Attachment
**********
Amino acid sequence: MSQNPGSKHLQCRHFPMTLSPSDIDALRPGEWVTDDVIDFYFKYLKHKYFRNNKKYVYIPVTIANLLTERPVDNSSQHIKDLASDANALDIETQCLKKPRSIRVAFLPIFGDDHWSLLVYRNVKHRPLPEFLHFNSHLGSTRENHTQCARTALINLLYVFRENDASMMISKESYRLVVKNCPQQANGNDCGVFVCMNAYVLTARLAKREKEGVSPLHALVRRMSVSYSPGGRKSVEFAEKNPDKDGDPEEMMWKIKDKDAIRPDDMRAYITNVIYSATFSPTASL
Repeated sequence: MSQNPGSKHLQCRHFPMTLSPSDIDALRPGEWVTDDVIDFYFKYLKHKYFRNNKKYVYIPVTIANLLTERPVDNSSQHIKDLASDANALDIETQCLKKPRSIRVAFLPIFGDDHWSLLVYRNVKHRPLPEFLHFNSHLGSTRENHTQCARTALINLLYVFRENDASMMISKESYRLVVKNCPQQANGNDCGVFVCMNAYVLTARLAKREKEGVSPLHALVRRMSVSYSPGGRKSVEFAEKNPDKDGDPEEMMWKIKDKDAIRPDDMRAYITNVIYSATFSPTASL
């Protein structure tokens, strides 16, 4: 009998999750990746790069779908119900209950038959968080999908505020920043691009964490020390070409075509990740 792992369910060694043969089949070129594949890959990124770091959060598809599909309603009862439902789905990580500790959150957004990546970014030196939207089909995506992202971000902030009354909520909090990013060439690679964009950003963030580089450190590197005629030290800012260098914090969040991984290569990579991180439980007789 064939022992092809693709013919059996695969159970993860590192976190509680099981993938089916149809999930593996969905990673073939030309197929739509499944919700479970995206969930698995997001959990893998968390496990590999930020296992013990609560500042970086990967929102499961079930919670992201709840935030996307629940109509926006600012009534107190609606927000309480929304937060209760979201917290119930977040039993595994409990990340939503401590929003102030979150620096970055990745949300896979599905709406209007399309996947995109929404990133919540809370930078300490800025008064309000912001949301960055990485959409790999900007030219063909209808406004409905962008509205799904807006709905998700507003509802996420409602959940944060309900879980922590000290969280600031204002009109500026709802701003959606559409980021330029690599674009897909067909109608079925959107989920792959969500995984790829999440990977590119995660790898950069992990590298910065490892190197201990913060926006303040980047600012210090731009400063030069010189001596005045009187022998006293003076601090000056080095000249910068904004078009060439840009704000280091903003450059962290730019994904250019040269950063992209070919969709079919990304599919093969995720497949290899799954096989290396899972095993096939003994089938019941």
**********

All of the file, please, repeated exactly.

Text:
Amino acid sequence: MSQNPGSKHLQCRHFPMTLSPSDIDALRPGEWVTDDVIDFYFKYLKHKYFRNNKKYVYIPVTIANLLTERPVDNSSQHIKDLASDANALDIETQCLKKPRSIRVAFLPIFGDDHWSLLVYRNVKHRPLPEFLHFNSHLGSTRENHTQCARTALINLLYVFRENDASMMISKESYRLVVKNCPQQANGNDCGVFVCMNAYVLTARLAKREKEGVSPLHALVRRMSVSYSPGGRKSVEFAEKNPDKDGDPEEMMWKIKDKDAIRPDDMRAYITNVIYSATFSPTASL
Repeated sequence: MSQNPGSKHLQCRHFPMTLSPSDIDALRPGEWVTDDVIDFYFKYLKHKYFRNNKKYVYIPVTIANLLTERPVDNSSQHIKDLASDANALDIETQCLKKPRSIRVAFLPIFGDDHWSLLVYRNVKHRPLPEFLHFNSHLGSTRENHTQCARTALINLLYVFRENDASMMISKESYRLVVKNCPQQANGNDCGVFVCMNAYVLTARLAKREKEGVSPLHALVRRMSVSYSPGGRKSVEFAEKNPDKDGDPEEMMWKIKDKDAIRPDDMRAYITNVIYSATFSPTASL
């Protein structure tokens, strides 16, 4: 009998999750990746790069779908119900209950038959968080999908505020920043691009964490020390070409075509990740 792992369910060694043969089949070129594949890959990124770091959060598809599909309603009862439902789905990580500790959150957004990546970014030196939207089909995506992202971000902030009354909520909090990013060439690679964009950003963030580089450190590197005629030290800012260098914090969040991984290569990579991180439980007789 064939022992092809693709013919059996695969159970993860590192976190509680099981993938089916149809999930593996969905990673073939030309197929739509499944919700479970995206969930698995997001959990893998968390496990590999930020296992013990609560500042970086990967929102499961079930919670992201709840935030996307629940109509926006600012009534107190609606927000309480929304937060209760979201917290119930977040039993595994409990990340939503401590929003102030979150620096970055990745949300896979599905709406209007399309996947995109929404990133919540809370930078300490800025008064309000912001949301960055990485959409790999900007030219063909209808406004409905962008509205799904807006709905998700507003509802996420409602959940944060309900879980922590000290969280600031204002009109500026709802701003959606559409980021330029690599674009897909067909109608079925959107989920792959969500995984790829999440990977590119995660790898950069992990590298910065490892190197201990913060926006303040980047600012210090731009400063030069010189001596005045009187022998006293003076601090000056080095000249910068904004078009060439840009704000280091903003450059962290730019994904250019040269950063992209070919969709079919990304599919093969995720497949290899799954096989290396899972095993096939003994089938019941």